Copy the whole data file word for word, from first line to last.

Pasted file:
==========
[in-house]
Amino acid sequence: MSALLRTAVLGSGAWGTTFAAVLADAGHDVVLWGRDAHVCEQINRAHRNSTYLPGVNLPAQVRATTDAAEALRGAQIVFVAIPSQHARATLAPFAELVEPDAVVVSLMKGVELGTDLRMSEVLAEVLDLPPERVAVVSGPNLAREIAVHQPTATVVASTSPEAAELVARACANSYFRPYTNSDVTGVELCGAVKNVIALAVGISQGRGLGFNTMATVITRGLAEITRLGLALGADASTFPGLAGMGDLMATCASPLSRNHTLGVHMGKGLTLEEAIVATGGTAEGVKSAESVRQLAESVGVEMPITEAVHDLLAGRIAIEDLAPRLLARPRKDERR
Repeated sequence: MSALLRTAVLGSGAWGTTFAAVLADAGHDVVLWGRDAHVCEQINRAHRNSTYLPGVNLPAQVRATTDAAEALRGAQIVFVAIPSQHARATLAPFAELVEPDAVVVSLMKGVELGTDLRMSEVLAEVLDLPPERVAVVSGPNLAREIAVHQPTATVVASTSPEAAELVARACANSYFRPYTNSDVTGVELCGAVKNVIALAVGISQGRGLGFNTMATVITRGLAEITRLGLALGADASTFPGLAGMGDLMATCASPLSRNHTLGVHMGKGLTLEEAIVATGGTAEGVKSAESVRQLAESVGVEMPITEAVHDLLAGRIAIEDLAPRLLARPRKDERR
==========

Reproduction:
[in-house]
Amino acid sequence: MSALLRTAVLGSGAWGTTFAAVLADAGHDVVLWGRDAHVCEQINRAHRNSTYLPGVNLPAQVRATTDAAEALRGAQIVFVAIPSQHARATLAPFAELVEPDAVVVSLMKGVELGTDLRMSEVLAEVLDLPPERVAVVSGPNLAREIAVHQPTATVVASTSPEAAELVARACANSYFRPYTNSDVTGVELCGAVKNVIALAVGISQGRGLGFNTMATVITRGLAEITRLGLALGADASTFPGLAGMGDLMATCASPLSRNHTLGVHMGKGLTLEEAIVATGGTAEGVKSAESVRQLAESVGVEMPITEAVHDLLAGRIAIEDLAPRLLARPRKDERR
Repeated sequence: MSALLRTAVLGSGAWGTTFAAVLADAGHDVVLWGRDAHVCEQINRAHRNSTYLPGVNLPAQVRATTDAAEALRGAQIVFVAIPSQHARATLAPFAELVEPDAVVVSLMKGVELGTDLRMSEVLAEVLDLPPERVAVVSGPNLAREIAVHQPTATVVASTSPEAAELVARACANSYFRPYTNSDVTGVELCGAVKNVIALAVGISQGRGLGFNTMATVITRGLAEITRLGLALGADASTFPGLAGMGDLMATCASPLSRNHTLGVHMGKGLTLEEAIVATGGTAEGVKSAESVRQLAESVGVEMPITEAVHDLLAGRIAIEDLAPRLLARPRKDERR